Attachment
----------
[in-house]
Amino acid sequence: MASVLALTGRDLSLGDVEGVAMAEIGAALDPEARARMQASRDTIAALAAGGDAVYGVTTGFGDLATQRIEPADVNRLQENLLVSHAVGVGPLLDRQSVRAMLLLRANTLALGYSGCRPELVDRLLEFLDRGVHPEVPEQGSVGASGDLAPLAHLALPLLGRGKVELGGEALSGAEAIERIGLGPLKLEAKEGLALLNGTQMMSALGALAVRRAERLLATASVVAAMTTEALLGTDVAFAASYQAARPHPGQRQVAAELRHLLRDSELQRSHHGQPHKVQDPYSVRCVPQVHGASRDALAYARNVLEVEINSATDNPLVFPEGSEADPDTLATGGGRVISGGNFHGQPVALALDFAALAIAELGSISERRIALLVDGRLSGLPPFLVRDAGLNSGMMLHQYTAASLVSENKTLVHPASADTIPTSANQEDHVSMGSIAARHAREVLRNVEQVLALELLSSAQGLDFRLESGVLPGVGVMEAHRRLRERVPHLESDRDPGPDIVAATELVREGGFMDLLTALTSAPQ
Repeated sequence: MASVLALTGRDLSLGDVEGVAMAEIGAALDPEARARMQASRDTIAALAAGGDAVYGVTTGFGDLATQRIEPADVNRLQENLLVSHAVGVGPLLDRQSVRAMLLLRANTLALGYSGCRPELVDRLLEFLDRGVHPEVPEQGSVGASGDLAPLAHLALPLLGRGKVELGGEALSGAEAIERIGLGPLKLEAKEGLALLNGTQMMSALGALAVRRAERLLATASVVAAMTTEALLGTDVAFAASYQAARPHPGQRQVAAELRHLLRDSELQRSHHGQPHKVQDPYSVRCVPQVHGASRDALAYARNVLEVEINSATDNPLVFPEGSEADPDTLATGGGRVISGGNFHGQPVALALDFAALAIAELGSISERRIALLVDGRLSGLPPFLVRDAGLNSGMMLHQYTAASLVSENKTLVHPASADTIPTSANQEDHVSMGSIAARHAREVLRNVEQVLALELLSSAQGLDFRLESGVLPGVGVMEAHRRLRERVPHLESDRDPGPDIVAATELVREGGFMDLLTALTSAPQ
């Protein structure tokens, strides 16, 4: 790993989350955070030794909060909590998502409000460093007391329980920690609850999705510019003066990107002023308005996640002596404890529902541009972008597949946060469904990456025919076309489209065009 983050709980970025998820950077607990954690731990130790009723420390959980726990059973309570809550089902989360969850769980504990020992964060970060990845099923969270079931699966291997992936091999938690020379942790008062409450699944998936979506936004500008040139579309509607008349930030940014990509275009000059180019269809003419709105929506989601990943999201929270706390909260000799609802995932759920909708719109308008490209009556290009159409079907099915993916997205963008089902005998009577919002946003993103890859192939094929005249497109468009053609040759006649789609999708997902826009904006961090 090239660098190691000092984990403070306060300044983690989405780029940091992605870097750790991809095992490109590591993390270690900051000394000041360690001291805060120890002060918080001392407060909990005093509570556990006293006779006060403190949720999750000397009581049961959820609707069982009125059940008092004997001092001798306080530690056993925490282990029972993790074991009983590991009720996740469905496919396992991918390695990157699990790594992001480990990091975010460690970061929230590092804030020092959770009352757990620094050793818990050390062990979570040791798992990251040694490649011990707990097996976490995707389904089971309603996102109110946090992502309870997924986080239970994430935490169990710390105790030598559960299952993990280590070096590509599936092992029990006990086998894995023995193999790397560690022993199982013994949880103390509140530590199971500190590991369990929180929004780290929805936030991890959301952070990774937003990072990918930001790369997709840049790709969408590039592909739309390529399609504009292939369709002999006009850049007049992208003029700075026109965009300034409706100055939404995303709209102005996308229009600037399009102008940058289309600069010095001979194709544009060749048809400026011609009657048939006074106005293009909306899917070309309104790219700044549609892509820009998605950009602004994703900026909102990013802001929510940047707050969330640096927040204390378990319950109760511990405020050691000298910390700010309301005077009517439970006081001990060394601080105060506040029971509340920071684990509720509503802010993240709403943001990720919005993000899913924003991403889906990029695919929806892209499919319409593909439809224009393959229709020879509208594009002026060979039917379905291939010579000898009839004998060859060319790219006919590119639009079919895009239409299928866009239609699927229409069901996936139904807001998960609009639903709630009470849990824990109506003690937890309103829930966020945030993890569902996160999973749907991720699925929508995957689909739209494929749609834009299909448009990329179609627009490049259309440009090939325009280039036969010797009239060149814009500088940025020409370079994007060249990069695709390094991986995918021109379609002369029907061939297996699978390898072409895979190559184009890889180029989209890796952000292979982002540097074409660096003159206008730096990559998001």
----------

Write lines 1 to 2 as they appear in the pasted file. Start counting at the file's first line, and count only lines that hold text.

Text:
[in-house]
Amino acid sequence: MASVLALTGRDLSLGDVEGVAMAEIGAALDPEARARMQASRDTIAALAAGGDAVYGVTTGFGDLATQRIEPADVNRLQENLLVSHAVGVGPLLDRQSVRAMLLLRANTLALGYSGCRPELVDRLLEFLDRGVHPEVPEQGSVGASGDLAPLAHLALPLLGRGKVELGGEALSGAEAIERIGLGPLKLEAKEGLALLNGTQMMSALGALAVRRAERLLATASVVAAMTTEALLGTDVAFAASYQAARPHPGQRQVAAELRHLLRDSELQRSHHGQPHKVQDPYSVRCVPQVHGASRDALAYARNVLEVEINSATDNPLVFPEGSEADPDTLATGGGRVISGGNFHGQPVALALDFAALAIAELGSISERRIALLVDGRLSGLPPFLVRDAGLNSGMMLHQYTAASLVSENKTLVHPASADTIPTSANQEDHVSMGSIAARHAREVLRNVEQVLALELLSSAQGLDFRLESGVLPGVGVMEAHRRLRERVPHLESDRDPGPDIVAATELVREGGFMDLLTALTSAPQ